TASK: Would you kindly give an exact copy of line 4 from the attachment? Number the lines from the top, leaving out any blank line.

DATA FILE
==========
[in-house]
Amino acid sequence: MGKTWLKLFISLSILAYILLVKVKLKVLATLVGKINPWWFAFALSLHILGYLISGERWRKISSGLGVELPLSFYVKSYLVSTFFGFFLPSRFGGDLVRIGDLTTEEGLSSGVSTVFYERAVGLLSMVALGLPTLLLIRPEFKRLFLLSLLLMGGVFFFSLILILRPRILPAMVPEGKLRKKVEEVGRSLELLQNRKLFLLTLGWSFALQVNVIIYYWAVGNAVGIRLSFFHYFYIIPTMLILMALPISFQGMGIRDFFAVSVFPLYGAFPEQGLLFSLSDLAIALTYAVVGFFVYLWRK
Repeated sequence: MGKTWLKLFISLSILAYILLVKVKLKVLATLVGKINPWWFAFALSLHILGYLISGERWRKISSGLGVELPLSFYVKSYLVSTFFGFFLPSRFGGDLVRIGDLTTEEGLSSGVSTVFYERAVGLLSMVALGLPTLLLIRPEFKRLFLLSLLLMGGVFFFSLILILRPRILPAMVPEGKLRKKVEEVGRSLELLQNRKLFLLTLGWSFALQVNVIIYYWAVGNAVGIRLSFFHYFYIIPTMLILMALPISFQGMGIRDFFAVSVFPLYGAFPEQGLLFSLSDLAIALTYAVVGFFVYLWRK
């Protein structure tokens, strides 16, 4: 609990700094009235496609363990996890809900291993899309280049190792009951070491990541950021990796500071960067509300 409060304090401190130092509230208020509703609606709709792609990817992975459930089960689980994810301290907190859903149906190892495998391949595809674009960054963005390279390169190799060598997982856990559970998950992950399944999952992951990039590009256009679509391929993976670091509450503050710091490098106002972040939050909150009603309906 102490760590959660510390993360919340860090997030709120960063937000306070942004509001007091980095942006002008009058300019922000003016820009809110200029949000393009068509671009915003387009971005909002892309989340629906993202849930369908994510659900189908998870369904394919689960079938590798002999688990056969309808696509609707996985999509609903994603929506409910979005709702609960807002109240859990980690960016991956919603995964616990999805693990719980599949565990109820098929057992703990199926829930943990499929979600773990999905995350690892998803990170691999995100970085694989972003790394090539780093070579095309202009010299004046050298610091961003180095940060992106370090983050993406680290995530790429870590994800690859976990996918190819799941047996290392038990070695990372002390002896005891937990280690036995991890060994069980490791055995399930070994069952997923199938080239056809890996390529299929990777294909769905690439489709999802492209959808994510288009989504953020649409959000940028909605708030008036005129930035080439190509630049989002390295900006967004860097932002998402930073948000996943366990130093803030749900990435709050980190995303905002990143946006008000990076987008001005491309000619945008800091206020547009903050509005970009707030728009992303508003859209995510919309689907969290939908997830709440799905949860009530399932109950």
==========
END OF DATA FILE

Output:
């Protein structure tokens, strides 16, 4: 609990700094009235496609363990996890809900291993899309280049190792009951070491990541950021990796500071960067509300 409060304090401190130092509230208020509703609606709709792609990817992975459930089960689980994810301290907190859903149906190892495998391949595809674009960054963005390279390169190799060598997982856990559970998950992950399944999952992951990039590009256009679509391929993976670091509450503050710091490098106002972040939050909150009603309906 102490760590959660510390993360919340860090997030709120960063937000306070942004509001007091980095942006002008009058300019922000003016820009809110200029949000393009068509671009915003387009971005909002892309989340629906993202849930369908994510659900189908998870369904394919689960079938590798002999688990056969309808696509609707996985999509609903994603929506409910979005709702609960807002109240859990980690960016991956919603995964616990999805693990719980599949565990109820098929057992703990199926829930943990499929979600773990999905995350690892998803990170691999995100970085694989972003790394090539780093070579095309202009010299004046050298610091961003180095940060992106370090983050993406680290995530790429870590994800690859976990996918190819799941047996290392038990070695990372002390002896005891937990280690036995991890060994069980490791055995399930070994069952997923199938080239056809890996390529299929990777294909769905690439489709999802492209959808994510288009989504953020649409959000940028909605708030008036005129930035080439190509630049989002390295900006967004860097932002998402930073948000996943366990130093803030749900990435709050980190995303905002990143946006008000990076987008001005491309000619945008800091206020547009903050509005970009707030728009992303508003859209995510919309689907969290939908997830709440799905949860009530399932109950």